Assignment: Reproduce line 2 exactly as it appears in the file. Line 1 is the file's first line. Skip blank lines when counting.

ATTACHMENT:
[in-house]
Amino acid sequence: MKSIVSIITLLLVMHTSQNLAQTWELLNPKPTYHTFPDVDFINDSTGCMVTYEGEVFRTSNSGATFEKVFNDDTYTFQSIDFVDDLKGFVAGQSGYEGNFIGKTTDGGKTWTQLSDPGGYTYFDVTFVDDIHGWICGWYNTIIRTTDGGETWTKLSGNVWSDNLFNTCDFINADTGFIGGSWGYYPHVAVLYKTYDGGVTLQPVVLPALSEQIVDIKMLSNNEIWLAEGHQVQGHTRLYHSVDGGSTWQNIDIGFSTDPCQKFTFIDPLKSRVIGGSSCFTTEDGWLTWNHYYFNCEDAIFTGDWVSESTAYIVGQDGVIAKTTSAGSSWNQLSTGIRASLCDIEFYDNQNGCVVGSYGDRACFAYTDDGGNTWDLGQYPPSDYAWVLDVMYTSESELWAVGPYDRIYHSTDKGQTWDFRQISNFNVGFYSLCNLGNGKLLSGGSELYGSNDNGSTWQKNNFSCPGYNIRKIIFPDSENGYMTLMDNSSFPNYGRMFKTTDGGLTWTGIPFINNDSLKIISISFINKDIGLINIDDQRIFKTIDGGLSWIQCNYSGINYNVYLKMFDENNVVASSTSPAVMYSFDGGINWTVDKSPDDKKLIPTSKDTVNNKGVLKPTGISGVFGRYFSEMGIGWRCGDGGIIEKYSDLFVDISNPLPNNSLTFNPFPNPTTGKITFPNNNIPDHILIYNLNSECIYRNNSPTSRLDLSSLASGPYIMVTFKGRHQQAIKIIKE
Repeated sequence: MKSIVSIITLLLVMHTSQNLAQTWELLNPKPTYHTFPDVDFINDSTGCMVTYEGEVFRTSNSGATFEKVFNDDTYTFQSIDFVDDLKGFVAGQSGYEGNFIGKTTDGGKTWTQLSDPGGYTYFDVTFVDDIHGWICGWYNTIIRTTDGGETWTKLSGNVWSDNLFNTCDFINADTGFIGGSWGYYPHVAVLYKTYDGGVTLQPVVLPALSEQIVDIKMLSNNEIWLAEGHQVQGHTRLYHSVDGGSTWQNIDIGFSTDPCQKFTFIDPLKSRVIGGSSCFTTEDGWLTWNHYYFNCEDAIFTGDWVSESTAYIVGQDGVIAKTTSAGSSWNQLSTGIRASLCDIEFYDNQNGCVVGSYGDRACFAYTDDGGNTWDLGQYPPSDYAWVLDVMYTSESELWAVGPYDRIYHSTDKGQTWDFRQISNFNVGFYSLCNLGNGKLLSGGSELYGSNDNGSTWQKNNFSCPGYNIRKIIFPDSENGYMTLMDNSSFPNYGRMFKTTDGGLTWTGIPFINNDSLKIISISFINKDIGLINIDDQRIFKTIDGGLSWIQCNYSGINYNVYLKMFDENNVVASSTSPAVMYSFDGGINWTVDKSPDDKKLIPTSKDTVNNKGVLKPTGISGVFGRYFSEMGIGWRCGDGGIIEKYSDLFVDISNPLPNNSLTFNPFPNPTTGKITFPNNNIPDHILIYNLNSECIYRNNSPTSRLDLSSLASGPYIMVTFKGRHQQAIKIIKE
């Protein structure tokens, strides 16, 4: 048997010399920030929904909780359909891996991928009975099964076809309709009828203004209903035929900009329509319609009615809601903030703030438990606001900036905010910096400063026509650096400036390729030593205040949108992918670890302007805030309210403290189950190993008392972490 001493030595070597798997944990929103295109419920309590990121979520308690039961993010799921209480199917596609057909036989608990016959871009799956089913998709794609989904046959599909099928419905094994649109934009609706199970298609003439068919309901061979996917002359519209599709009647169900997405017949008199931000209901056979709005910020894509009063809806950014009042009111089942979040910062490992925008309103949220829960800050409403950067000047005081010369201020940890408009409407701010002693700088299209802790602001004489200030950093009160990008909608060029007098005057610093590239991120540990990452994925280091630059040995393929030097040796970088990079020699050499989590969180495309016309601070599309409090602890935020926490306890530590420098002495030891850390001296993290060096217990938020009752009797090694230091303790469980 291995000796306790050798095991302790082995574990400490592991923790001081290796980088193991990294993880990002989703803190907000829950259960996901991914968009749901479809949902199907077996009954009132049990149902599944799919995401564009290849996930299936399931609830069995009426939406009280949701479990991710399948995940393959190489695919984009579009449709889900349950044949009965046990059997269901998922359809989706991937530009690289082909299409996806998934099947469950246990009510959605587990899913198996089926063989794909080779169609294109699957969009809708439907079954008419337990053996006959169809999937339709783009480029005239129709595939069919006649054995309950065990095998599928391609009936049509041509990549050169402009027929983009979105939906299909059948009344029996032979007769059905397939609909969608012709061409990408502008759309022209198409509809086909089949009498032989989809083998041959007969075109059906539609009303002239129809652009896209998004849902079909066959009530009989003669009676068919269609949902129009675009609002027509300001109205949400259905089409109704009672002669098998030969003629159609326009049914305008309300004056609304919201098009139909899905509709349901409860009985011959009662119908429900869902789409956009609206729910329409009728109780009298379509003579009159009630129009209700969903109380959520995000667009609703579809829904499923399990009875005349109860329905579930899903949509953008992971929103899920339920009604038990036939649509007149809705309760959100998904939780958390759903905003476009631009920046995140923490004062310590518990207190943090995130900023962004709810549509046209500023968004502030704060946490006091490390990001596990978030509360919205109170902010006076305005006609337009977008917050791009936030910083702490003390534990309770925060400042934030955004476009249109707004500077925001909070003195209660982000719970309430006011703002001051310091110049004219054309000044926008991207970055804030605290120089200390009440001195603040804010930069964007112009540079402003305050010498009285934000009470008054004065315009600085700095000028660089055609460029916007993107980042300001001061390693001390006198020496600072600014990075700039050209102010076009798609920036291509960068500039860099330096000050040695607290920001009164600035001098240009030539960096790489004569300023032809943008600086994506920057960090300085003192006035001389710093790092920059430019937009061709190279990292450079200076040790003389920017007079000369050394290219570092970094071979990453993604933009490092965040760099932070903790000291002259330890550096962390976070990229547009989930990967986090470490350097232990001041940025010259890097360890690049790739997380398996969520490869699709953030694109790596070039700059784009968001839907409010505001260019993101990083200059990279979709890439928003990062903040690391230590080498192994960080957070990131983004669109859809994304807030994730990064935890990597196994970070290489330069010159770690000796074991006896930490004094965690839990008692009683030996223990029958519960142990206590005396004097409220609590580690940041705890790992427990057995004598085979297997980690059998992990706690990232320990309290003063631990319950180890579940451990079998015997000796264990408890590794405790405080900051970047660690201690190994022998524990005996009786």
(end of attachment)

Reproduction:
Amino acid sequence: MKSIVSIITLLLVMHTSQNLAQTWELLNPKPTYHTFPDVDFINDSTGCMVTYEGEVFRTSNSGATFEKVFNDDTYTFQSIDFVDDLKGFVAGQSGYEGNFIGKTTDGGKTWTQLSDPGGYTYFDVTFVDDIHGWICGWYNTIIRTTDGGETWTKLSGNVWSDNLFNTCDFINADTGFIGGSWGYYPHVAVLYKTYDGGVTLQPVVLPALSEQIVDIKMLSNNEIWLAEGHQVQGHTRLYHSVDGGSTWQNIDIGFSTDPCQKFTFIDPLKSRVIGGSSCFTTEDGWLTWNHYYFNCEDAIFTGDWVSESTAYIVGQDGVIAKTTSAGSSWNQLSTGIRASLCDIEFYDNQNGCVVGSYGDRACFAYTDDGGNTWDLGQYPPSDYAWVLDVMYTSESELWAVGPYDRIYHSTDKGQTWDFRQISNFNVGFYSLCNLGNGKLLSGGSELYGSNDNGSTWQKNNFSCPGYNIRKIIFPDSENGYMTLMDNSSFPNYGRMFKTTDGGLTWTGIPFINNDSLKIISISFINKDIGLINIDDQRIFKTIDGGLSWIQCNYSGINYNVYLKMFDENNVVASSTSPAVMYSFDGGINWTVDKSPDDKKLIPTSKDTVNNKGVLKPTGISGVFGRYFSEMGIGWRCGDGGIIEKYSDLFVDISNPLPNNSLTFNPFPNPTTGKITFPNNNIPDHILIYNLNSECIYRNNSPTSRLDLSSLASGPYIMVTFKGRHQQAIKIIKE